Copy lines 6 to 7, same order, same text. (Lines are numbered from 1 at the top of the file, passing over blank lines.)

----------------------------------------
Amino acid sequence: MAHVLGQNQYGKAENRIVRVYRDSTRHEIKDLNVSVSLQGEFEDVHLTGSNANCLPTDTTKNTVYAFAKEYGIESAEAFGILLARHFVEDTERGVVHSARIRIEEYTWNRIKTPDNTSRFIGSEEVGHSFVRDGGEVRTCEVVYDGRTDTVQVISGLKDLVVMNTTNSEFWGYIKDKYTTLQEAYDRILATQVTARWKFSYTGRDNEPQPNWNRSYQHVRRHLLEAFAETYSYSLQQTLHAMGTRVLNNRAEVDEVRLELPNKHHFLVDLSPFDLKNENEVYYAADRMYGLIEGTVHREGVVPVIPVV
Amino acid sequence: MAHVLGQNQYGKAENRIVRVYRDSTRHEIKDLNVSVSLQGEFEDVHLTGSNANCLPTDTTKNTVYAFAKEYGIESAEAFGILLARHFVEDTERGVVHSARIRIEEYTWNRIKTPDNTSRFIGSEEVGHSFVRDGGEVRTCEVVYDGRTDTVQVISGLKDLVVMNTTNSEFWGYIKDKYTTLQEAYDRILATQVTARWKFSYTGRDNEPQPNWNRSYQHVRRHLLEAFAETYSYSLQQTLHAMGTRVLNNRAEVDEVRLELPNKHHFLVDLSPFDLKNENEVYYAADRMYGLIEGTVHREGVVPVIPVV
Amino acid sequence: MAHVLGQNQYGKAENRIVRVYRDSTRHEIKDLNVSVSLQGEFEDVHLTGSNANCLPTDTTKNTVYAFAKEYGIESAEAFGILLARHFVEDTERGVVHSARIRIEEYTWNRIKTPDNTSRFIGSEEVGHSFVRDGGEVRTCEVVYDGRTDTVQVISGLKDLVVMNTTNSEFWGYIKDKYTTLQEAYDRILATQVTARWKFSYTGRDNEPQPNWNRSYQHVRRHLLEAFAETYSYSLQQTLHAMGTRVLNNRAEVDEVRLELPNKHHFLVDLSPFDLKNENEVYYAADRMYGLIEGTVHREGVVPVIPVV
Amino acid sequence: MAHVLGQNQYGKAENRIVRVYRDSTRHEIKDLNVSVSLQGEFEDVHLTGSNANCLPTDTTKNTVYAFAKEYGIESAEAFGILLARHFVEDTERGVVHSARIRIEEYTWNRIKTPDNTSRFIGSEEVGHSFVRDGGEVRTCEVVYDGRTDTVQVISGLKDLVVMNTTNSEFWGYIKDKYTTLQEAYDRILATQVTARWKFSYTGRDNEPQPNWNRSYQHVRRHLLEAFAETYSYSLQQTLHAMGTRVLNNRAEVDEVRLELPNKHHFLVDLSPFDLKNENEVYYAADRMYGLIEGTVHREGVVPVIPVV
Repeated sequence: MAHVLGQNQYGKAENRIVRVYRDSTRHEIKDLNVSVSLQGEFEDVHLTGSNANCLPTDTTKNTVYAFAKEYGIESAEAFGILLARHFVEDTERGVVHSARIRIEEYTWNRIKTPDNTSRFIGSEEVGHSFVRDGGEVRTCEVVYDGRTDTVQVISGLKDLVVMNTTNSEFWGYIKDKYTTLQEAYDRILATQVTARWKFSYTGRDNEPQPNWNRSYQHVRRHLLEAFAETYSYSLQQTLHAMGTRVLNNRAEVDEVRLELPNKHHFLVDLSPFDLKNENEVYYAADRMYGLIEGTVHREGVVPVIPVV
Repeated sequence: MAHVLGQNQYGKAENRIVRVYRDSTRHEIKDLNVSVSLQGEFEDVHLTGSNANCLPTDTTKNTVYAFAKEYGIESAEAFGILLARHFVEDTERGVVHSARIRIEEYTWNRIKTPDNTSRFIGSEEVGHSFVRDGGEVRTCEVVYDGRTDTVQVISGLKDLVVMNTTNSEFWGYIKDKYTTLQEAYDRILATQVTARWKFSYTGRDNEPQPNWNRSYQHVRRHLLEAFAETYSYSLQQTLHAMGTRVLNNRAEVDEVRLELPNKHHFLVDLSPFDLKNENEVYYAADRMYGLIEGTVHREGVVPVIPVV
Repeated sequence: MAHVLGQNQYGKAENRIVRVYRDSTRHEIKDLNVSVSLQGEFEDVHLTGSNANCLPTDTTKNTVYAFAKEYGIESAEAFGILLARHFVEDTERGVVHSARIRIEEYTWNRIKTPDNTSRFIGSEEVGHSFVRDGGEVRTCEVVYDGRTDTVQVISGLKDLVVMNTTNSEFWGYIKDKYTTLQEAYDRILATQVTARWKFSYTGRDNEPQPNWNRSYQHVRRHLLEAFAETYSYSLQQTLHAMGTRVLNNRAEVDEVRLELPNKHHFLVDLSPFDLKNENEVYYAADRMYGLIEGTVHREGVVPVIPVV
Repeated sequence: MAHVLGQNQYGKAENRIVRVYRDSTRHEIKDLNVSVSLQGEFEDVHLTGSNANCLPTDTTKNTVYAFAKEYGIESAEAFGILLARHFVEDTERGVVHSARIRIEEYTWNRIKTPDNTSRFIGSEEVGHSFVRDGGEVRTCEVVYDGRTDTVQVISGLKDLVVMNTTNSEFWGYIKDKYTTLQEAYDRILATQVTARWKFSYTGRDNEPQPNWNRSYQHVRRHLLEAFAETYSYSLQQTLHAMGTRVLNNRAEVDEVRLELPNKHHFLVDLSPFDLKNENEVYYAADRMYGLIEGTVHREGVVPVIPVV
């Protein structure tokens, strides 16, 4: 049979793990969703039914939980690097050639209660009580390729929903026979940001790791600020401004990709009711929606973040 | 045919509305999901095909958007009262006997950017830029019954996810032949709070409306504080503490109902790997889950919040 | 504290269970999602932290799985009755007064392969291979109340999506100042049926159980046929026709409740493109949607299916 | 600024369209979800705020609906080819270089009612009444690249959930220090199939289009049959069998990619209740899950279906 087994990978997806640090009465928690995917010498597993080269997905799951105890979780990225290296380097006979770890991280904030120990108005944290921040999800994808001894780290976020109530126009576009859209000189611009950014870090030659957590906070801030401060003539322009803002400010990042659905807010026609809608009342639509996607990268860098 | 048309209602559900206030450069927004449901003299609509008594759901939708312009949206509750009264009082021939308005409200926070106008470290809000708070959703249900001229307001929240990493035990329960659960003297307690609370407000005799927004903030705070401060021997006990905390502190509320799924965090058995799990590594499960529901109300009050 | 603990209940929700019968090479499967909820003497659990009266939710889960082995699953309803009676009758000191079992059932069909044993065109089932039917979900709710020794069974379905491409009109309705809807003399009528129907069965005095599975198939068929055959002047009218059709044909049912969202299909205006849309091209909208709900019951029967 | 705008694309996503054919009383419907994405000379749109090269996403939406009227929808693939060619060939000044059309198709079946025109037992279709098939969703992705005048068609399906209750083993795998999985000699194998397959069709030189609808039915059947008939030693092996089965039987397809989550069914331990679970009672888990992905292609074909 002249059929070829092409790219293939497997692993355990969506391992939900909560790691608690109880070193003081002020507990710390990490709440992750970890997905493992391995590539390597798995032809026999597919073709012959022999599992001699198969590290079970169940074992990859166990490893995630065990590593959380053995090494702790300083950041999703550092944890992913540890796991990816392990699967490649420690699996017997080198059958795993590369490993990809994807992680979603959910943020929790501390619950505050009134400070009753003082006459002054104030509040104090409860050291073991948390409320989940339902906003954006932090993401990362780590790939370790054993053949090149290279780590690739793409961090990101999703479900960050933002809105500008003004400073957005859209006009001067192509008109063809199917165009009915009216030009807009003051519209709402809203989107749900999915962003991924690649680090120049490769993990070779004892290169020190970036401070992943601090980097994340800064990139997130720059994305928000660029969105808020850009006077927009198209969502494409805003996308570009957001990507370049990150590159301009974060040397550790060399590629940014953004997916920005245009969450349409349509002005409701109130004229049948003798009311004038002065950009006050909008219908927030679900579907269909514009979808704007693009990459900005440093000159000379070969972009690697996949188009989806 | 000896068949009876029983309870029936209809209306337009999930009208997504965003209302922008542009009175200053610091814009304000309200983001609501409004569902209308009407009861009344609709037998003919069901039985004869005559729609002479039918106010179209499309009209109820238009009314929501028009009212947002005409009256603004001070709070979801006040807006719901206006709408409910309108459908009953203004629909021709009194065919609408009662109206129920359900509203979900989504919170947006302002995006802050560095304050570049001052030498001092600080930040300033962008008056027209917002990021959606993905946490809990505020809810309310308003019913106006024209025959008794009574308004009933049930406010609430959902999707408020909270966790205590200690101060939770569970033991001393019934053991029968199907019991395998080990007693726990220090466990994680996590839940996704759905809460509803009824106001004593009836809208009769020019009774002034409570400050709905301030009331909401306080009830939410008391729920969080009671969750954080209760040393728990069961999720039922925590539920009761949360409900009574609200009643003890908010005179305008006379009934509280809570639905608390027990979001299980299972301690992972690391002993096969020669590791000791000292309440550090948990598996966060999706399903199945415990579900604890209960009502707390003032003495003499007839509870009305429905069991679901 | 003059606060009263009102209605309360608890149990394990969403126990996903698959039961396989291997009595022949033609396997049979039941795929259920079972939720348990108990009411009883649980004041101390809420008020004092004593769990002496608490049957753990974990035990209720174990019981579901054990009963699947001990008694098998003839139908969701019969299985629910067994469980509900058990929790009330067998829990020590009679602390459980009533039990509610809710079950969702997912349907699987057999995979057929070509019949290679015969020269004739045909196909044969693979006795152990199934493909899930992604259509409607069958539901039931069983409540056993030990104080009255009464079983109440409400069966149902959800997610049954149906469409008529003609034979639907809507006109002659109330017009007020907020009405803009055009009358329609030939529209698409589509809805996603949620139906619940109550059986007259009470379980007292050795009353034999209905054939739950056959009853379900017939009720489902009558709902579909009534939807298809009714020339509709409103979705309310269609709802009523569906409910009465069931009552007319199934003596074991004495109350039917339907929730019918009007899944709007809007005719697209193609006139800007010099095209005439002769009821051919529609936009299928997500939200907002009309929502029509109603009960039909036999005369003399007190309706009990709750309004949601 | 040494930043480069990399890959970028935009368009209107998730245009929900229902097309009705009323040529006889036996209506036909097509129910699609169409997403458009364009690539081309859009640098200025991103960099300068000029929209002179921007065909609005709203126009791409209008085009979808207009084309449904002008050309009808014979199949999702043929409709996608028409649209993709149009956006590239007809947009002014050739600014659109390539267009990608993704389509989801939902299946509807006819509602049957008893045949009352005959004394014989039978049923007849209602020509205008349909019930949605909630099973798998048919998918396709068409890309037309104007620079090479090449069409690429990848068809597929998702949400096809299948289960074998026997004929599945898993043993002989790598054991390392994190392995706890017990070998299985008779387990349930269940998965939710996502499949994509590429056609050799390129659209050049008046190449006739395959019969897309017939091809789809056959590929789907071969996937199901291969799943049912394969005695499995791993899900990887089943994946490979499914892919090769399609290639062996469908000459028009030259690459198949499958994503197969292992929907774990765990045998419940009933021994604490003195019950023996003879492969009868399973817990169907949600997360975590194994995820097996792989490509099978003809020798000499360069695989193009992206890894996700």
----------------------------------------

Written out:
Repeated sequence: MAHVLGQNQYGKAENRIVRVYRDSTRHEIKDLNVSVSLQGEFEDVHLTGSNANCLPTDTTKNTVYAFAKEYGIESAEAFGILLARHFVEDTERGVVHSARIRIEEYTWNRIKTPDNTSRFIGSEEVGHSFVRDGGEVRTCEVVYDGRTDTVQVISGLKDLVVMNTTNSEFWGYIKDKYTTLQEAYDRILATQVTARWKFSYTGRDNEPQPNWNRSYQHVRRHLLEAFAETYSYSLQQTLHAMGTRVLNNRAEVDEVRLELPNKHHFLVDLSPFDLKNENEVYYAADRMYGLIEGTVHREGVVPVIPVV
Repeated sequence: MAHVLGQNQYGKAENRIVRVYRDSTRHEIKDLNVSVSLQGEFEDVHLTGSNANCLPTDTTKNTVYAFAKEYGIESAEAFGILLARHFVEDTERGVVHSARIRIEEYTWNRIKTPDNTSRFIGSEEVGHSFVRDGGEVRTCEVVYDGRTDTVQVISGLKDLVVMNTTNSEFWGYIKDKYTTLQEAYDRILATQVTARWKFSYTGRDNEPQPNWNRSYQHVRRHLLEAFAETYSYSLQQTLHAMGTRVLNNRAEVDEVRLELPNKHHFLVDLSPFDLKNENEVYYAADRMYGLIEGTVHREGVVPVIPVV